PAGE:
Bellerose graduate and rugby star Halle Walters is one of 30 Canadians to earn a spot in an elite sports development program.
After competing with 100 of the best youth athletes in the nation, St. Albert native Walters has earned a coveted spot on RBC’s Future Olympians roster. This elite talent identification and funding program, open to Canadians between the ages of 14 and 25, is “designed to find young athletes with Olympic potential, and provide them with the resources they need to achieve their podium dreams,” according to the program’s website.
Having excelled at an initial combine-style qualifying event in April that gauged performance metrics like speed, power, and endurance, Walters was subsequently invited to the program’s final selection camp in Ottawa in October, where her strong showing landed her among a highly talented group of 30 young athletes. With the support of seasoned coaches and the financial assistance required to focus on training, all 30 are now barrelling through Canada’s Olympic pipeline.
And while Walters is now on a trajectory to represent her country on the international stage, she’s still a relative newcomer to rugby, having bumped elbows in her first scrum just a few short years ago.
Like all Alberta high school teams, COVID-19 restrictions prevented Bellerose Composite High School’s rugby program from regular play in 2020 and 2021 — Walters’ Grade 10 and 11 years. Nevertheless, the five-foot, five-inch winger made the most of her senior campaign to apply her athleticism and familiarize herself with the sport. In the summer after graduation, she took to the pitch for her hometown St. Albert Rugby Football Club (SARFC), immediately catching the eye of scouts and launching what has quickly become one of the most promising careers in Canadian women’s rugby.
“The coaches at SARFC and Bellerose definitely pushed me outside my comfort zone when encouraging me to try a new sport and positions, but now looking back, it was one of the best things they could have done for me,” Walters told The Gazette. “Being able to captain my high school team last year was crucial in my development, not only as a player, but as a person, and I was so lucky to have had such supporting and influential people in that process. I learned so much about myself and the sport that have been so beneficial to me at a university level.”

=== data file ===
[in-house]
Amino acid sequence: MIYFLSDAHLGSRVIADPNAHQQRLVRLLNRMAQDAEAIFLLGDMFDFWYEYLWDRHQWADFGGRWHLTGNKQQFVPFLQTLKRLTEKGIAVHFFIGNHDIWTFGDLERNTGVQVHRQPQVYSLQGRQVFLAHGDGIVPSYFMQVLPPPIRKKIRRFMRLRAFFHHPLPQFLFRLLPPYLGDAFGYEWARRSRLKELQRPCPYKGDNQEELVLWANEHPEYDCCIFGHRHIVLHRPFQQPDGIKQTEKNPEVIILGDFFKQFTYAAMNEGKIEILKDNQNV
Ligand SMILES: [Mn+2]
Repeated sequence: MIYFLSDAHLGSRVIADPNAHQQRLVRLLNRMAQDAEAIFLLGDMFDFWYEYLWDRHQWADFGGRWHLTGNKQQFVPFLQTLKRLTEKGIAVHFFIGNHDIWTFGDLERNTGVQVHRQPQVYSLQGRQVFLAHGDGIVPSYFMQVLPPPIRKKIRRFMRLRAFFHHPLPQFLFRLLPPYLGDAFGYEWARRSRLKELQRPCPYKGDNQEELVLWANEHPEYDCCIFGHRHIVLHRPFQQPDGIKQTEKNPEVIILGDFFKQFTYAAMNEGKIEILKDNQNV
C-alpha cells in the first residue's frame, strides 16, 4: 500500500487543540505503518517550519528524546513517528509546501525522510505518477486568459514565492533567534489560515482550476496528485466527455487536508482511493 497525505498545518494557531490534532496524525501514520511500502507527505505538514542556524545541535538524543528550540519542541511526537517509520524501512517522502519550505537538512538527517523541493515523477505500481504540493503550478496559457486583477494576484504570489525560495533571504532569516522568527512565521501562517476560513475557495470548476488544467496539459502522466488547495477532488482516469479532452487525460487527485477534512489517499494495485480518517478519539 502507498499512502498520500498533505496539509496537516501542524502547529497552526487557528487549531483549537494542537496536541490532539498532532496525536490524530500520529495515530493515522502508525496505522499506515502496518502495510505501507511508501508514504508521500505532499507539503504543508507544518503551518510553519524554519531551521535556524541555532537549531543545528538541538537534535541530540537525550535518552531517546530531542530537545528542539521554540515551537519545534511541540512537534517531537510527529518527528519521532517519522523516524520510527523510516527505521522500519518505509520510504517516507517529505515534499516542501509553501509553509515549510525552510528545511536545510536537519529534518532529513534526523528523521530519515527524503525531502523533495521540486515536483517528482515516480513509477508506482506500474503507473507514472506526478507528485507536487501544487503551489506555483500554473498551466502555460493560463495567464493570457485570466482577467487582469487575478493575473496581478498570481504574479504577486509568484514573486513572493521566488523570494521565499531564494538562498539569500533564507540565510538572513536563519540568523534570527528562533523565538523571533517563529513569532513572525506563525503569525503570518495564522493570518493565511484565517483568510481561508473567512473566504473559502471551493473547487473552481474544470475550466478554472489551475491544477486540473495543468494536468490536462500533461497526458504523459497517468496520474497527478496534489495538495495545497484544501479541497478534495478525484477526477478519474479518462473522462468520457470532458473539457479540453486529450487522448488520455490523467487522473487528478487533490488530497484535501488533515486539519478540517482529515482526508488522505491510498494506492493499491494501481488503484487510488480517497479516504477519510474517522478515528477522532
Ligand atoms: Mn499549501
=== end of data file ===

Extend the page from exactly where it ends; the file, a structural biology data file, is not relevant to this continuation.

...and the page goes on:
Indeed, Walters’ made the decision after high school to further her career as a U Sports collegiate athlete with the University of Alberta Pandas. Off the turf, she is focused on working through a kinesiology degree — an undertaking that can be incredibly demanding for students with such significant commitments outside the classroom.
“University has been an adjustment for me with an increase of content in courses and training for rugby, but I have started to adjust by recognizing what my priorities are and understanding what I need to do to be successful in achieving my goals,” Walters acknowledged. “For me, what has been important in finding a balance is recognizing that I can't do everything, and that at the end of the day, sports and school are my main priorities.”
Competing at the highest level of post-secondary athletics is itself a massive achievement. And yet, as is the case for all of the stars on RBC’s roster, the ultimate goal is to don the red and white at an Olympic games.
Though the Canadian women’s rugby team failed to make it out of a tough group stage in the 2020 Olympics, it managed an impressive 33-0 win against Brazil, a success the program is poised to build on in coming games — potentially, with one of St. Albert’s own on the roster.
“L.A. 2028 is for sure a huge goal of mine. However, I think it is also super important for me to focus on the present and concentrate on what's important now instead of worrying about the future.”